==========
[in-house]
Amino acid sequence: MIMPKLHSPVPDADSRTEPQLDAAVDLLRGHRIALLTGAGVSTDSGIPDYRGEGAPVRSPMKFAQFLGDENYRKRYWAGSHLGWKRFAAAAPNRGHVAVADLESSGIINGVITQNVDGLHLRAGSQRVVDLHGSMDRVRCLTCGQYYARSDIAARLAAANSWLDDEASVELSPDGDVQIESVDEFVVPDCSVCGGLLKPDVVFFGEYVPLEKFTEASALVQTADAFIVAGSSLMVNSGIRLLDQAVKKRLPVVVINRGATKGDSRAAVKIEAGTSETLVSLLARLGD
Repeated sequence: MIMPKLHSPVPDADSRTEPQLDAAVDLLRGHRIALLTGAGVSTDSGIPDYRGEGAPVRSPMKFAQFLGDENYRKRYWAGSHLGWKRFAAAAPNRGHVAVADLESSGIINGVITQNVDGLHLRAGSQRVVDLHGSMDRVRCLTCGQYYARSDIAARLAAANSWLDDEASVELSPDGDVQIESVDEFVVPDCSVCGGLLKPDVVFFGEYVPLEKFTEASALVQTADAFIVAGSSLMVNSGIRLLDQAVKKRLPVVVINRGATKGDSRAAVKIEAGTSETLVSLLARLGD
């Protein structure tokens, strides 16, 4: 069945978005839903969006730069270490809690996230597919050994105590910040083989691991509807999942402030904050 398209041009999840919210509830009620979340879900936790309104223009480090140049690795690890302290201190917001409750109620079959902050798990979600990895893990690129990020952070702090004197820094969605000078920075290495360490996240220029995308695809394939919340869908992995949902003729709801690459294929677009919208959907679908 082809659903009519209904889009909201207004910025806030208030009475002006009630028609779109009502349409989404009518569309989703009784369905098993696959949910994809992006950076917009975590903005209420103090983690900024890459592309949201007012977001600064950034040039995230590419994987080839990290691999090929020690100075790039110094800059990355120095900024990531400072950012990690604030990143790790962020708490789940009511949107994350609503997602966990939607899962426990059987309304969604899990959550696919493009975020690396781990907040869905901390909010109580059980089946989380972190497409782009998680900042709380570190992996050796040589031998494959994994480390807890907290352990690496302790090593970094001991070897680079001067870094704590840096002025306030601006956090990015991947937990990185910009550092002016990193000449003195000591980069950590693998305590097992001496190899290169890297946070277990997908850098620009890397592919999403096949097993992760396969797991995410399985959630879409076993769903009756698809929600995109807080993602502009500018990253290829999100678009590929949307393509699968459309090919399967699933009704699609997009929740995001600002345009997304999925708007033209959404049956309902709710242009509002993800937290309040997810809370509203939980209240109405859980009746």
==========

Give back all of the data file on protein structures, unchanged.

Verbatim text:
[in-house]
Amino acid sequence: MIMPKLHSPVPDADSRTEPQLDAAVDLLRGHRIALLTGAGVSTDSGIPDYRGEGAPVRSPMKFAQFLGDENYRKRYWAGSHLGWKRFAAAAPNRGHVAVADLESSGIINGVITQNVDGLHLRAGSQRVVDLHGSMDRVRCLTCGQYYARSDIAARLAAANSWLDDEASVELSPDGDVQIESVDEFVVPDCSVCGGLLKPDVVFFGEYVPLEKFTEASALVQTADAFIVAGSSLMVNSGIRLLDQAVKKRLPVVVINRGATKGDSRAAVKIEAGTSETLVSLLARLGD
Repeated sequence: MIMPKLHSPVPDADSRTEPQLDAAVDLLRGHRIALLTGAGVSTDSGIPDYRGEGAPVRSPMKFAQFLGDENYRKRYWAGSHLGWKRFAAAAPNRGHVAVADLESSGIINGVITQNVDGLHLRAGSQRVVDLHGSMDRVRCLTCGQYYARSDIAARLAAANSWLDDEASVELSPDGDVQIESVDEFVVPDCSVCGGLLKPDVVFFGEYVPLEKFTEASALVQTADAFIVAGSSLMVNSGIRLLDQAVKKRLPVVVINRGATKGDSRAAVKIEAGTSETLVSLLARLGD
């Protein structure tokens, strides 16, 4: 069945978005839903969006730069270490809690996230597919050994105590910040083989691991509807999942402030904050 398209041009999840919210509830009620979340879900936790309104223009480090140049690795690890302290201190917001409750109620079959902050798990979600990895893990690129990020952070702090004197820094969605000078920075290495360490996240220029995308695809394939919340869908992995949902003729709801690459294929677009919208959907679908 082809659903009519209904889009909201207004910025806030208030009475002006009630028609779109009502349409989404009518569309989703009784369905098993696959949910994809992006950076917009975590903005209420103090983690900024890459592309949201007012977001600064950034040039995230590419994987080839990290691999090929020690100075790039110094800059990355120095900024990531400072950012990690604030990143790790962020708490789940009511949107994350609503997602966990939607899962426990059987309304969604899990959550696919493009975020690396781990907040869905901390909010109580059980089946989380972190497409782009998680900042709380570190992996050796040589031998494959994994480390807890907290352990690496302790090593970094001991070897680079001067870094704590840096002025306030601006956090990015991947937990990185910009550092002016990193000449003195000591980069950590693998305590097992001496190899290169890297946070277990997908850098620009890397592919999403096949097993992760396969797991995410399985959630879409076993769903009756698809929600995109807080993602502009500018990253290829999100678009590929949307393509699968459309090919399967699933009704699609997009929740995001600002345009997304999925708007033209959404049956309902709710242009509002993800937290309040997810809370509203939980209240109405859980009746």